The trouble is everyday that passes by leads to the risk of another serious incident putting young people and adults at risk of significant harm. Although serious case reviews take place and learning is applied to professional practise, this does not give the information needed by each local authority to redesign their provision to meet the needs of the most vulnerable.

Change will happen, I am sure of that but what I am not so sure of is whether it will bring with it a glimmer of hope. A service that can prevent family breakdown where possible. A service that keeps children safe at home and when they are in care, can invest in better quality contact and therapeutic interactions.

But don’t be fooled every day positive work still goes on, social workers going beyond what is expected for the people they work with. It is also important that social work myths are challenged and dispelled and it was good to see the three-part TV series Protecting our children. I hope that more will follow and show all aspects of social work in the same caring positive light.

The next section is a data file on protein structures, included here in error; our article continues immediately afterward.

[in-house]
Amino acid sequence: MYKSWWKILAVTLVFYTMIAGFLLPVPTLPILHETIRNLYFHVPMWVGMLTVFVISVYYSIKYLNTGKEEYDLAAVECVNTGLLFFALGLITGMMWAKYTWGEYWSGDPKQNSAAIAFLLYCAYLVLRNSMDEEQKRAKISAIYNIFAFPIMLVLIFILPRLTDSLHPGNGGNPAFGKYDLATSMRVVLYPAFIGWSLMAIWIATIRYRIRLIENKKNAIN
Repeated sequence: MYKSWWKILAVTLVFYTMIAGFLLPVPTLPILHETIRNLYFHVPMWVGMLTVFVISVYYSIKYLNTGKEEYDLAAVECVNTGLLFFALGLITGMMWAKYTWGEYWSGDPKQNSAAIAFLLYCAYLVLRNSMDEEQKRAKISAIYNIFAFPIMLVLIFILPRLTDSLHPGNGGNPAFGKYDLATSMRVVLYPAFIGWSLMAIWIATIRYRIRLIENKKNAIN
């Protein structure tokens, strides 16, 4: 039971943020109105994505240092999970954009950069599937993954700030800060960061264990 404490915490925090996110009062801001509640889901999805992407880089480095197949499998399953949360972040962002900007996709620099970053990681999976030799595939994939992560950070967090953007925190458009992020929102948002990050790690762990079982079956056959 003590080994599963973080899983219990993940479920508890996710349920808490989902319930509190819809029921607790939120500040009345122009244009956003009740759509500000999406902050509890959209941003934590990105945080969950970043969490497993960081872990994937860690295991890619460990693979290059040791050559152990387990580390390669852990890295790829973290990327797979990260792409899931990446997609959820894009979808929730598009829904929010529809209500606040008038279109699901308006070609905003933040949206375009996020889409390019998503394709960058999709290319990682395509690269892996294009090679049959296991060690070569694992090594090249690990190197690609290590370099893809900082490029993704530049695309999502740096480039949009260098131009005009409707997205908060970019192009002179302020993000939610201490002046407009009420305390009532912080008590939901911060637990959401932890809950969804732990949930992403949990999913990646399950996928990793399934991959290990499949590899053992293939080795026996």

Child Protection

If you could point a finger at someone to blame for the cuts that we are starting to shoulder and feel the bite of who would you point it at.  I would imagine that it would be like a game of spin the bottle but no one wanting to get in the cupboard with Local Authority’s.  

Its hard to imagine that anyone would want to do that anyway? after all in some areas they are one of the biggest employer (or were).  But it is like being dragged to the hair dressers when you are a little child and you want to let your hair grow long.  “You will make the cuts” – “you will have your hair cut!” So 25% goes straight away from every service including Child Protection and the specialist services.  I mean its a Tory council so there can not be pot holes in the road.